Ex-BNM deputy governor: We’re boosting ties with the wrong countries

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Former Bank Negara deputy governor Sukhdave Singh says Malaysia’s leaders have become rabble-rousers hoping to ride on emotions for political gain.

A former Bank Negara Malaysia (BNM) deputy governor has lamented Malaysia’s foreign policies, saying “national leaders” have been focusing on foreign relations that will not benefit the nation much economically.

Sukhdave Singh said this put Putrajaya at risk of alienating the same countries on which Malaysia is highly dependent to ensure its future economic progress.

“Malaysia has had too many leaders who have not been international statesmen. They have failed at providing a balanced perspective on international developments, and rather than seeking to reconcile and understand, they have instead reacted emotionally.

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“They have undermined themselves and the country by playing to the popular sentiments of gullible citizens domestically and internationally to countries with very little stake in Malaysia’s economy.

“Instead of being statesmen, they have become rabble-rousers, hoping to ride on a tide of emotions to enhance their political prospects,” he said in a LinkedIn post, without naming specific leaders.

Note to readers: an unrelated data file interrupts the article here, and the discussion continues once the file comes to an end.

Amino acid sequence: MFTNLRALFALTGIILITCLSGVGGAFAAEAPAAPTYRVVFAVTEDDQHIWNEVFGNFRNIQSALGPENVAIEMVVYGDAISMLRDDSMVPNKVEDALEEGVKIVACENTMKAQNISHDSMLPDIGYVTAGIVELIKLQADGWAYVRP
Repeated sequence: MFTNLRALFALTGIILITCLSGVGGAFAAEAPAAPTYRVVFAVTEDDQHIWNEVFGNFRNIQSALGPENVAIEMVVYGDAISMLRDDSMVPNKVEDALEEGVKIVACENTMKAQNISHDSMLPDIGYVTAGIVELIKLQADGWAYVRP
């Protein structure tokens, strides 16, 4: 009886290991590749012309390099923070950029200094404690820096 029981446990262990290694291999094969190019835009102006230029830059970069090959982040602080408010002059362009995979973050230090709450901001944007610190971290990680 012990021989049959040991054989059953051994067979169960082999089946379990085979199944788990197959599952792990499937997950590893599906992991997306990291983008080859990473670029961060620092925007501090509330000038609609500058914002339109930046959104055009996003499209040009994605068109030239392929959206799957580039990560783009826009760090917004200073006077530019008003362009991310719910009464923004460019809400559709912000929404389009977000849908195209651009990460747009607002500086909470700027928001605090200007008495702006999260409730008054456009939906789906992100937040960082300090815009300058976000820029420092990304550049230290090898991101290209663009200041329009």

Sukhdave also said Malaysia was a small country and should not seek to antagonise its key economic partners. While maintaining that Malaysia could take a stand on key issues, he said how it expresses that stand is equally important.

Citing Putrajaya’s national debt of RM1.5 trillion and moderate economic growth, he said the government should focus on building stronger relationships with “economically strategic countries”, on top of optimising its expenditure.

“Failing this, and if things continue as they have, it is not unforeseeable that Malaysia itself will need global financial assistance in the future.

“I have previously noted that there is a clear lack of economic momentum in the country’s economic policies. Now, we have leaders who are more interested in pulling self-glorifying international relations stunts than addressing core issues hurting economic progress.

“There is no greater symbolism of the growing national mediocrity than the tendency of the country’s leadership to indulge in this type of belly button-gazing behaviour. It does not bode well for the economy.” – FMT